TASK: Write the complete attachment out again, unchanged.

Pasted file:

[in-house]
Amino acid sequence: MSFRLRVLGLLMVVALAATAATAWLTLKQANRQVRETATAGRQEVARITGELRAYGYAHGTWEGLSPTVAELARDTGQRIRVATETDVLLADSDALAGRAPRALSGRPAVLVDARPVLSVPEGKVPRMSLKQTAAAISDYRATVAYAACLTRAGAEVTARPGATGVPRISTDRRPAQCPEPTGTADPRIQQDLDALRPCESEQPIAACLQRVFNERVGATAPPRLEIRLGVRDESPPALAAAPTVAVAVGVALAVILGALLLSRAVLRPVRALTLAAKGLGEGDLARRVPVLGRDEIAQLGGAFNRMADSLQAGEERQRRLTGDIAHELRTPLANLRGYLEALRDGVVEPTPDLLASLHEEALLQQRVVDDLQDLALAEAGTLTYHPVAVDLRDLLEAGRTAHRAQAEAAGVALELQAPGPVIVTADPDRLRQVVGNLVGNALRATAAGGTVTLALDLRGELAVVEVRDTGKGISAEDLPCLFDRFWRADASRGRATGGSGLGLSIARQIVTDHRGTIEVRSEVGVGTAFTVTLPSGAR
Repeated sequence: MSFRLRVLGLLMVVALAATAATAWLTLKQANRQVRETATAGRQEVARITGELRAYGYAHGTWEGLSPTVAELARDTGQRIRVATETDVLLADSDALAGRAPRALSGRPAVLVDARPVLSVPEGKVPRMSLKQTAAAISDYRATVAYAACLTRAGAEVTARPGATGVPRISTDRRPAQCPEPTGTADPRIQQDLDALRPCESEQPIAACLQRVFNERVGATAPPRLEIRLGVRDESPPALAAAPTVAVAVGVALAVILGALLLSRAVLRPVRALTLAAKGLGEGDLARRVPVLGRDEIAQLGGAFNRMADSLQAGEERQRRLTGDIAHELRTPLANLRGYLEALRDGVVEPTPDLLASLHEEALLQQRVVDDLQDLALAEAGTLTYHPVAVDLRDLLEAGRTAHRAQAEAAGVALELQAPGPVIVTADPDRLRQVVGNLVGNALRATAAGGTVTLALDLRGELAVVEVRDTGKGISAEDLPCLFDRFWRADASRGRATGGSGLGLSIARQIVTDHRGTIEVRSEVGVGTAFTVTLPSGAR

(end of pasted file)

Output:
[in-house]
Amino acid sequence: MSFRLRVLGLLMVVALAATAATAWLTLKQANRQVRETATAGRQEVARITGELRAYGYAHGTWEGLSPTVAELARDTGQRIRVATETDVLLADSDALAGRAPRALSGRPAVLVDARPVLSVPEGKVPRMSLKQTAAAISDYRATVAYAACLTRAGAEVTARPGATGVPRISTDRRPAQCPEPTGTADPRIQQDLDALRPCESEQPIAACLQRVFNERVGATAPPRLEIRLGVRDESPPALAAAPTVAVAVGVALAVILGALLLSRAVLRPVRALTLAAKGLGEGDLARRVPVLGRDEIAQLGGAFNRMADSLQAGEERQRRLTGDIAHELRTPLANLRGYLEALRDGVVEPTPDLLASLHEEALLQQRVVDDLQDLALAEAGTLTYHPVAVDLRDLLEAGRTAHRAQAEAAGVALELQAPGPVIVTADPDRLRQVVGNLVGNALRATAAGGTVTLALDLRGELAVVEVRDTGKGISAEDLPCLFDRFWRADASRGRATGGSGLGLSIARQIVTDHRGTIEVRSEVGVGTAFTVTLPSGAR
Repeated sequence: MSFRLRVLGLLMVVALAATAATAWLTLKQANRQVRETATAGRQEVARITGELRAYGYAHGTWEGLSPTVAELARDTGQRIRVATETDVLLADSDALAGRAPRALSGRPAVLVDARPVLSVPEGKVPRMSLKQTAAAISDYRATVAYAACLTRAGAEVTARPGATGVPRISTDRRPAQCPEPTGTADPRIQQDLDALRPCESEQPIAACLQRVFNERVGATAPPRLEIRLGVRDESPPALAAAPTVAVAVGVALAVILGALLLSRAVLRPVRALTLAAKGLGEGDLARRVPVLGRDEIAQLGGAFNRMADSLQAGEERQRRLTGDIAHELRTPLANLRGYLEALRDGVVEPTPDLLASLHEEALLQQRVVDDLQDLALAEAGTLTYHPVAVDLRDLLEAGRTAHRAQAEAAGVALELQAPGPVIVTADPDRLRQVVGNLVGNALRATAAGGTVTLALDLRGELAVVEVRDTGKGISAEDLPCLFDRFWRADASRGRATGGSGLGLSIARQIVTDHRGTIEVRSEVGVGTAFTVTLPSGAR